The plan mentioned the possibility of using remotely activated cameras to ensure compliance. Board member Wendy Ninteman expressed reservations about that, saying there’s no precedent for using cameras on conservation lands but it might set one. Missoula Parks and Rec Director Donna Gaukler said cameras are used only in enforcement situations in cooperation with the police. She proposed withdrawing the language so a larger discussion could be had on a city policy about cameras.
During public comment, four residents of Wildground Lane said they weren’t consulted and questioned the need to close the Wildground Trial because they’d never had an issue with trespassing. They said closing more than 20 social trails would create more pressure on the main trailhead.
“You’ve got a group of highly educated, civically minded, involved folks who live on Wildground Land who feel like they aren’t being heard,” said Amanda Duman. “I don’t think those questions that were proposed in the scoping survey were specific enough to really raise the issues that are critical.”
Valliant said the Homeowners Association leaders contacted him about trespassing on the HOA common land. Homeowner Tim McCue said he hadn’t been consulted but was willing to work with the HOA and the city to keep the Wildground Trail open.
Equestrians also asked that the plan be delayed because the creation of pedestrian-only trails meant that they would be forced onto trails with mountain bikers. Daniel Harper, Backcountry Horsemen of Missoula president, asked the board to research the safety issues faced by horse riders and to revamp the system to create slow and fast trails rather than pedestrian and shared use. He pointed to the trail system in Seattle, Wash., that has speed restrictions on shared-use trails.
“I want to tell you how frightening it is to be on a horse who can’t see behind and who is going to be very frightened of something coming very fast from behind,” Harper said. “I’ve had my own problems with bikes approaching. The situation is pretty scary. It seems to me that what we really need, instead of pedestrian only trails, is 2-mph trails. Remember, horses are really pedestrians.”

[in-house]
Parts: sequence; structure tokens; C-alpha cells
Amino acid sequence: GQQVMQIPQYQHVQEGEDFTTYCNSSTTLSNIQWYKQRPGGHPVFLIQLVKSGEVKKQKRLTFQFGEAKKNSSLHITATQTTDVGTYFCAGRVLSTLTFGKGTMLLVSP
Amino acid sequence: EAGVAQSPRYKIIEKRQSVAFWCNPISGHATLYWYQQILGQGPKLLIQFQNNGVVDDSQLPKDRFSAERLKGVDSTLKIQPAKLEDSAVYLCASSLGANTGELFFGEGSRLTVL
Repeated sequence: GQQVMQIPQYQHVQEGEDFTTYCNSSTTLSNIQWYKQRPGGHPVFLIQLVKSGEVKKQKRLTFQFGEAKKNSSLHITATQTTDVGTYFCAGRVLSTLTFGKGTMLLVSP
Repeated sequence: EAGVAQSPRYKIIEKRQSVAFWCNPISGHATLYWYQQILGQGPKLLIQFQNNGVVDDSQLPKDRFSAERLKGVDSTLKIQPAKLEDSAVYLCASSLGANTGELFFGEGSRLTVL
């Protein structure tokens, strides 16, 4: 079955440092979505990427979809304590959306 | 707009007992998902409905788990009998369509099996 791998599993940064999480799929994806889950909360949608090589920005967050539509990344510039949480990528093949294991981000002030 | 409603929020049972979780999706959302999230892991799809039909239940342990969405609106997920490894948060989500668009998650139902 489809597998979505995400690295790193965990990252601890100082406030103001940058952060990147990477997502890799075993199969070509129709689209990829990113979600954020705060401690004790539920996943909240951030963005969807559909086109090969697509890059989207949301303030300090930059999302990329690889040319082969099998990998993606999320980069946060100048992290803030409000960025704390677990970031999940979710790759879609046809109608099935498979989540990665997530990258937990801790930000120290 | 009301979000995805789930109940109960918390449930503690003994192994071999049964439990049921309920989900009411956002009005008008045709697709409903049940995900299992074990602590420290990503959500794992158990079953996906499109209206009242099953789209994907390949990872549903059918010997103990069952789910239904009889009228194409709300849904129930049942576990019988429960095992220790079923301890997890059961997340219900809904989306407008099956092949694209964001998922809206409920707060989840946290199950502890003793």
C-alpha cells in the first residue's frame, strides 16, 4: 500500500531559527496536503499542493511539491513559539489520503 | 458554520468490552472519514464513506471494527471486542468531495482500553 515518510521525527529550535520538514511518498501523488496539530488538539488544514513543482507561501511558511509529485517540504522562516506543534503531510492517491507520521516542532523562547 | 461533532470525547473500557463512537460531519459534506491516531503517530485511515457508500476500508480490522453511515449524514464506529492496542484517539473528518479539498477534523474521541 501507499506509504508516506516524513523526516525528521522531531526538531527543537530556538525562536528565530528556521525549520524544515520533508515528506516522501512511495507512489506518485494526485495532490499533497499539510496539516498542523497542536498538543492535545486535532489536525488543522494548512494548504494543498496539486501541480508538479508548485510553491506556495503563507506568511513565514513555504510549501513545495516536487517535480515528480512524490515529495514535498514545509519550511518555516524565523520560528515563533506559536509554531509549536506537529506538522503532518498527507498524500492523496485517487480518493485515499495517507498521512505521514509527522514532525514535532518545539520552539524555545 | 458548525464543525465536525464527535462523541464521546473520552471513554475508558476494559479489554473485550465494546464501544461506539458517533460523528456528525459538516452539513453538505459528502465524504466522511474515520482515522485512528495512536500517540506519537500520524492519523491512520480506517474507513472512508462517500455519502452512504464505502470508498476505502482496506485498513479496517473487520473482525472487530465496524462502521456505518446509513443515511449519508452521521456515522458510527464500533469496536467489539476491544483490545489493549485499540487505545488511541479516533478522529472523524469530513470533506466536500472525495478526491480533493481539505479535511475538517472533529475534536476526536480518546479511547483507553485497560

Dean Hoistad, who’s ridden the trails for decades, told the Current he liked to follow the Ponderosa Meadows trail south before finding a game trail to explore. He used to ride the trails to the north but has stopped because the number of mountain bikers riding that direction has surged over the past decade.
Hoistad told how legendary backcountry horseman Smoke Elser – who lives at the bottom of Lincoln Hills – helped Five Valleys Land Trust raise money to buy Mount Jumbo.
“He said, ‘Sure, I’ll give some trail rides and we’ll have some barbeques up on the hill.’ And sure as heck, people signed up and paid enough money where it made a difference,” Hoistad said. “So horses helped buy that place. And now they don’t even have a safe place to ride.”
Valliant said he couldn’t change the trail designations because the 2010 Conservation Lands Management Plan spells out only two types of trails: pedestrian and shared-use. But he added that it might be time to update the 2010 plan.
If he does, the Backcountry Horsemen would be there, Harper told the Current.
“We were expecting this result,” Harper said. “They said, ‘We’ll stick with this plan but we need to redo the overall plan.’ We intend to be part of that.”
Contact Laura Lundquist at email@example.com.